TAMPA — A disabled kindergarten student in Apollo Beach soon might have a service dog accompany her to class, a possible first for the Hillsborough County school district.
Laura Tobia, 6, has mitochondrial disorder, a condition that causes her energy to be depleted and affects her muscle coordination, strength and control.
Elsa, a 60-pound German shepherd puppy, is being trained to walk beside her, help her up when she falls and retrieve items that she drops. "There are so many things that this dog can do for her," said her father, Scott Tobia.
But getting the dog into class at Doby Elementary School hasn't been easy, and Tobia said there was a disagreement with school officials on Thursday over how to move forward.
He said he was ordered to stop bringing the dog to and from campus, which he has been doing to get Elsa used to the routine. He brought the dog at dismissal time anyway and wondered if he would be arrested.
He was not. Instead, Tobia and school officials had an impromptu conference, with Elsa in tow.
District spokesman Stephen Hegarty said he knows of no other child who has a service dog at school in Hillsborough. Beyond that, he could not comment on the case, he said, citing student confidentiality laws.
The issue of service animals at school has been the subject of some lawsuits around the country, including a case last year that was decided in favor of a Palm Beach State College student.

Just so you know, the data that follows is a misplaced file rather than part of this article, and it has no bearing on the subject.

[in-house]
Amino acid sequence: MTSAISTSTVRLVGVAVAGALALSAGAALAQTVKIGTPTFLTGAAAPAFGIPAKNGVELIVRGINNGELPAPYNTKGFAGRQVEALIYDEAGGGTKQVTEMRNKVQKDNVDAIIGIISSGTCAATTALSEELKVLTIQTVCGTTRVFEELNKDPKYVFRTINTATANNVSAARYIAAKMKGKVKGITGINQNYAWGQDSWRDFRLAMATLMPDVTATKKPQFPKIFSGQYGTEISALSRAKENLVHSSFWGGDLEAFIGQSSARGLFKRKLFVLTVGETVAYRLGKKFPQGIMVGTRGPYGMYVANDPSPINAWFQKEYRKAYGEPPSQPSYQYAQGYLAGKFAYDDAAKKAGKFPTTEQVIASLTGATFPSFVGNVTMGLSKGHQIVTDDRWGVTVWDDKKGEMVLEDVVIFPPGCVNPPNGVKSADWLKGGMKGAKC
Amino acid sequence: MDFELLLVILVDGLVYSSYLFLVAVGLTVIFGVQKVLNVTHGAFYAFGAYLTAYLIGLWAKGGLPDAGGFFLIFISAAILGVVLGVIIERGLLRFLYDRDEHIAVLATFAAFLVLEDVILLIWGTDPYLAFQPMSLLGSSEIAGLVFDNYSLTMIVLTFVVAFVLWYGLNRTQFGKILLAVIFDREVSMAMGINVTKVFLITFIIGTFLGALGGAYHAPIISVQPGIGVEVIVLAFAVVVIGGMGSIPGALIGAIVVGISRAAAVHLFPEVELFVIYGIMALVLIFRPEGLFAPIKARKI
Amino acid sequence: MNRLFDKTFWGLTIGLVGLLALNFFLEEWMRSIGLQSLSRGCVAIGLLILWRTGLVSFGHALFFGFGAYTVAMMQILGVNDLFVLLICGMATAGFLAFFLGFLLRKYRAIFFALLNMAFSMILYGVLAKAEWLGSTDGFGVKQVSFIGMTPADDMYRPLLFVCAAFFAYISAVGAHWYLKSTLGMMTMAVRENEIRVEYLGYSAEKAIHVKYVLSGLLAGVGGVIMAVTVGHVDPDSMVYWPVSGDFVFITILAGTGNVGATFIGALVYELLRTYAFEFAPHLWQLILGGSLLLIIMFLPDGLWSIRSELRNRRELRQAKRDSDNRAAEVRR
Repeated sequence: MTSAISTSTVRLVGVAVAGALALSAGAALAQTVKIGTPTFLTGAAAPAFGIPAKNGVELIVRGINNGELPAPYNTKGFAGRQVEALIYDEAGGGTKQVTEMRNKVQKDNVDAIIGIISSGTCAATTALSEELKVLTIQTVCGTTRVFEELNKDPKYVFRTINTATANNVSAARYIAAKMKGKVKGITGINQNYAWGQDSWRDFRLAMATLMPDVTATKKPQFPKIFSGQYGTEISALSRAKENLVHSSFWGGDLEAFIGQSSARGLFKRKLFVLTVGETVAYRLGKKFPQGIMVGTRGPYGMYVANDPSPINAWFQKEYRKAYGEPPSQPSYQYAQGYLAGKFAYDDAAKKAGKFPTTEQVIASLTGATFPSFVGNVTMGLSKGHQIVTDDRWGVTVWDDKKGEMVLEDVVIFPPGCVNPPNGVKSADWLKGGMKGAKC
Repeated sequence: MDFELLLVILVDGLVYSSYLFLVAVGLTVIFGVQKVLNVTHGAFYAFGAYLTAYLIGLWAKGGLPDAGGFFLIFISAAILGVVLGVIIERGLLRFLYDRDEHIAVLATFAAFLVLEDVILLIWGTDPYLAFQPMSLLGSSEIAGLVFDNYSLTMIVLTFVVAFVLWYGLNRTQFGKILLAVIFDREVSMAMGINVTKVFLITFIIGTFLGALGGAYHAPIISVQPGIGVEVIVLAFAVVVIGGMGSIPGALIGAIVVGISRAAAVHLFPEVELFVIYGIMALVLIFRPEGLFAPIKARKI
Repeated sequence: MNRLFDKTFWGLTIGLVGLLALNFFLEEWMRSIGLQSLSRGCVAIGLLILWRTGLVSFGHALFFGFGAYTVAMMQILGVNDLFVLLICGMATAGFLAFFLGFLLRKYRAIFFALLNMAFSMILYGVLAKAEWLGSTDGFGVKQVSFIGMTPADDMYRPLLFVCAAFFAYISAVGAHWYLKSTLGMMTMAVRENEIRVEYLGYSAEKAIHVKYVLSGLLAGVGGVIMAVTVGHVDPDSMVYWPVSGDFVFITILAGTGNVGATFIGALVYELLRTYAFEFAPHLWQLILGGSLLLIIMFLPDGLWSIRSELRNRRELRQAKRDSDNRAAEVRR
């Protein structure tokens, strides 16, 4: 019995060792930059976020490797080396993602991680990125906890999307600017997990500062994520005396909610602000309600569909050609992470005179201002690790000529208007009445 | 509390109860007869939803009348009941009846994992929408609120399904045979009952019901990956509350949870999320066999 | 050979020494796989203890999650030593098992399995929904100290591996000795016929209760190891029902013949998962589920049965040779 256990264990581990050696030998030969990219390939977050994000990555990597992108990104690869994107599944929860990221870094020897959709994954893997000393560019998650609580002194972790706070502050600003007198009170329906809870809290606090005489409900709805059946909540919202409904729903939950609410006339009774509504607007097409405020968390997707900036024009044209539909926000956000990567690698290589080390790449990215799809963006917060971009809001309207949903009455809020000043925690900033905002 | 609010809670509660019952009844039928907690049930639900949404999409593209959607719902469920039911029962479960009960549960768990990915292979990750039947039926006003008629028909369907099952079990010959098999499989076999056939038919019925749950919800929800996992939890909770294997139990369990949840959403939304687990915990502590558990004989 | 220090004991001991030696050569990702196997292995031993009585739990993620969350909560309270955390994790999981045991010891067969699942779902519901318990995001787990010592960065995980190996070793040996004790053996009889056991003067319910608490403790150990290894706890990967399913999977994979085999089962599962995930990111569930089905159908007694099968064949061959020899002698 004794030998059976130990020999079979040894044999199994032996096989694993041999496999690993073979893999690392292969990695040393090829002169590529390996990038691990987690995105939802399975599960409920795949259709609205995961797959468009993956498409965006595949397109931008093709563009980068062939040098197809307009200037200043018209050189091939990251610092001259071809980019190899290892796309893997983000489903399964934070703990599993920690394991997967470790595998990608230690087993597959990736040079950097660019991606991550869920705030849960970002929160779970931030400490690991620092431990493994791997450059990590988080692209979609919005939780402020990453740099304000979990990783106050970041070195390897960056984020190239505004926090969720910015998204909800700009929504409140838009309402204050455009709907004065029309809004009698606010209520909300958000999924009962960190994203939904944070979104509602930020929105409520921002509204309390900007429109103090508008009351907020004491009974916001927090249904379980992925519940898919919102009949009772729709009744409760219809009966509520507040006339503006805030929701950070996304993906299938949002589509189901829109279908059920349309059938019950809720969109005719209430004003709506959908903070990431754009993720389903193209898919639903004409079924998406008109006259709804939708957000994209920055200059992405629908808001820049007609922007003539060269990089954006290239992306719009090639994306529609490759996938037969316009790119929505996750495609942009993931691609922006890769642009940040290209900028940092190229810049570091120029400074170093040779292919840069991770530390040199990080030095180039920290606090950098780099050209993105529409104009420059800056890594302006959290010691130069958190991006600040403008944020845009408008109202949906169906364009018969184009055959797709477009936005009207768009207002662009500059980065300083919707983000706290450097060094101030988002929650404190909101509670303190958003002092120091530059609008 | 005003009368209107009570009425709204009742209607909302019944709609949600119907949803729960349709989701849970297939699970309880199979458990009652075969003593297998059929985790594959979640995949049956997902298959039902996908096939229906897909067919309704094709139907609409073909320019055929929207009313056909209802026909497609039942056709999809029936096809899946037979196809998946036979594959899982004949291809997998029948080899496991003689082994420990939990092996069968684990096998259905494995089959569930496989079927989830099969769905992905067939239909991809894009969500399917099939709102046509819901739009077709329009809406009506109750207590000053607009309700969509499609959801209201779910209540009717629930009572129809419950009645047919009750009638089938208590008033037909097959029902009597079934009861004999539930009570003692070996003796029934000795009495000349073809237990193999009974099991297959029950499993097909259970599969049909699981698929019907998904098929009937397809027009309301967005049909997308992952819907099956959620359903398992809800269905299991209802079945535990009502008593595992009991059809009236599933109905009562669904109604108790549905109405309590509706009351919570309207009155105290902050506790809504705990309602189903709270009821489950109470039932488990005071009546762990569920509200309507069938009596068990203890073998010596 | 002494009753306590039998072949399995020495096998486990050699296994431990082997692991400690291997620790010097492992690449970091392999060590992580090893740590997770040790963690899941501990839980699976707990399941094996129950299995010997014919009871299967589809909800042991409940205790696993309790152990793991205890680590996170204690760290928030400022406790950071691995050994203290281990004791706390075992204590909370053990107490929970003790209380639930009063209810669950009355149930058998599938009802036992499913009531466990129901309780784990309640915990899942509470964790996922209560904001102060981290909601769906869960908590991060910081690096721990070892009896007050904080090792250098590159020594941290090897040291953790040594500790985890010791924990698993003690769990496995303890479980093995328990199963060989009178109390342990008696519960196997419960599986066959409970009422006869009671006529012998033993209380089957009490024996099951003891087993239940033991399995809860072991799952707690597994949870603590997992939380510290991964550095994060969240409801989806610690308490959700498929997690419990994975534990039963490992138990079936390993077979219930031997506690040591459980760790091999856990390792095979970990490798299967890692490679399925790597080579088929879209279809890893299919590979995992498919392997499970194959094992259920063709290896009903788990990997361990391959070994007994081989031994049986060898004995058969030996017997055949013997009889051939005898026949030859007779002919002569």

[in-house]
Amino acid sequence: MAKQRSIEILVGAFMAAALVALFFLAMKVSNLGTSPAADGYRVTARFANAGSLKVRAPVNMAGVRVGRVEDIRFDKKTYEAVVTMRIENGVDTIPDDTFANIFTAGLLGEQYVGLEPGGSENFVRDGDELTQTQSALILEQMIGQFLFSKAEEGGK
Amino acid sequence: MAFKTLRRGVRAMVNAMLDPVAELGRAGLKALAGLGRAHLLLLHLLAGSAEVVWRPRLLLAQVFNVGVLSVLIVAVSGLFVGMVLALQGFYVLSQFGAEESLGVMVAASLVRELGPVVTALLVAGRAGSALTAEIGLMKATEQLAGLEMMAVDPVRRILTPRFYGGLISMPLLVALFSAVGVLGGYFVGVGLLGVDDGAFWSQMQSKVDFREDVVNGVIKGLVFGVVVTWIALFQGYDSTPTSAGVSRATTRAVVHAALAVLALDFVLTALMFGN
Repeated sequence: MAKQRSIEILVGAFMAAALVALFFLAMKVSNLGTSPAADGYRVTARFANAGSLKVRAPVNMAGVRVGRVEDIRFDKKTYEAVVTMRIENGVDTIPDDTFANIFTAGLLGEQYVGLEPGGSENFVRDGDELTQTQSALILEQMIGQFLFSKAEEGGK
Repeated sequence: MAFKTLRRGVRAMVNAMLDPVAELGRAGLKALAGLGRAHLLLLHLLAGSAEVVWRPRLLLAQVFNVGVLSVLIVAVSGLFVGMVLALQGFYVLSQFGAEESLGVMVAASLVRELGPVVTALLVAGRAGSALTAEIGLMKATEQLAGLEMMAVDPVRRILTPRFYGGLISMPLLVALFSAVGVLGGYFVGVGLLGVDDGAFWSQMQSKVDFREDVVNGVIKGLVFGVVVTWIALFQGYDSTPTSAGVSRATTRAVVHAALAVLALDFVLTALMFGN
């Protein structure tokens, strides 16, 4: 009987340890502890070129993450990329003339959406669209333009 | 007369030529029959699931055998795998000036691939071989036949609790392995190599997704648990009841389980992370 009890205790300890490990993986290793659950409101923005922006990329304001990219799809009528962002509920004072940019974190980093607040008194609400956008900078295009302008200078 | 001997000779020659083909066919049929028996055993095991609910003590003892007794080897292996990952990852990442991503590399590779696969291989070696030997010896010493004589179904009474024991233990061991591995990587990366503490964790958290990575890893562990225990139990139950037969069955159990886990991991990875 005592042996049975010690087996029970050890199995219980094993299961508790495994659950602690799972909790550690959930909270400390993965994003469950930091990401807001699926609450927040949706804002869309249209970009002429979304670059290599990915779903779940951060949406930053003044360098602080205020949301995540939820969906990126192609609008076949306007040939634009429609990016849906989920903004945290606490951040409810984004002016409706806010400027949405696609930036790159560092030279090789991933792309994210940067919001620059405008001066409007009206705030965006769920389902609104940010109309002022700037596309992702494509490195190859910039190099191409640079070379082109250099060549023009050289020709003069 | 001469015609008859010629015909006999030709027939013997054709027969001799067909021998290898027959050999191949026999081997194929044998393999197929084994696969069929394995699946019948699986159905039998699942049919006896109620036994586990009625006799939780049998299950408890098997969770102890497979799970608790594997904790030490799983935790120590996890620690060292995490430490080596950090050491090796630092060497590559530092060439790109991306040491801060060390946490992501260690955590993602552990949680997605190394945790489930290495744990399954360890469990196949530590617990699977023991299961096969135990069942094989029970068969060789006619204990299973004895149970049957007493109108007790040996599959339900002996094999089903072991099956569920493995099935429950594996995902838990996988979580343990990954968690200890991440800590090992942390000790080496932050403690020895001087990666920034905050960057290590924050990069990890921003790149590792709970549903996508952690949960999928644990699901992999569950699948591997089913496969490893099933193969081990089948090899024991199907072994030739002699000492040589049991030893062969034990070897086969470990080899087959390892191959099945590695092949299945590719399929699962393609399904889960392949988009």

But when it comes to younger children, even people who use dogs do not necessarily think they belong in the classroom.
"I would have some questions," said Toni Eames, president of the International Association of Assistance Dog Partners.
"My first question would be, Who is going to take care of the dog? A dog is a dog. In a kindergarten class, with a lot of children playing and screaming, you would need to have some adult supervision."
Tobia said his daughter's classroom aide indicated she would be happy to get training and care for the dog.
Tobia said Laura is entitled to the dog for two reasons. First, federal law makes it illegal to discriminate against people with disabilities, including when it comes to government services such as public schools.
Second, the service dog is mentioned in Laura's "Individual Educational Plan" or IEP, the document that governs services given to students with disabilities.
But while the dog is described in the "Additional Comments" portion of the report, use of the dog is not included in the IEP Team recommendations.
Tobia believes the document was written that way because the district is not providing the dog; he is. He said the dog has been discussed at monthly conferences on Laura's progress, with no resistance from the IEP team.
This isn't the first time Tobia has argued forcefully with the district on behalf of his daughter.
Getting her into kindergarten was difficult because, although her therapy appointments are generally in the Brandon area, the district wanted to assign her to a school in Ruskin.
Last year there were contentious IEP meetings. Tobia said he used to schedule them at 8 a.m. because they lasted all day.
Things are going much better this year, Laura's second in kindergarten, Tobia said. "Everything has been so easy," he said, which made it surprising when he was told to stop bringing the dog.
He said he and school officials worked out an arrangement Thursday afternoon: Tobia can continue to walk Elsa to and from school with Laura to help the dog get used to the campus.
In a couple of weeks, he said, he plans to start bringing Elsa and her trainer into Laura's class.
He said his daughter is excited about having the dog, as it will give her more independence. And she's been told Elsa is not there as a playmate.
"She understands that the dog is working," he said.
Marlene Sokol can be reached at (813) 226-3356 or firstname.lastname@example.org.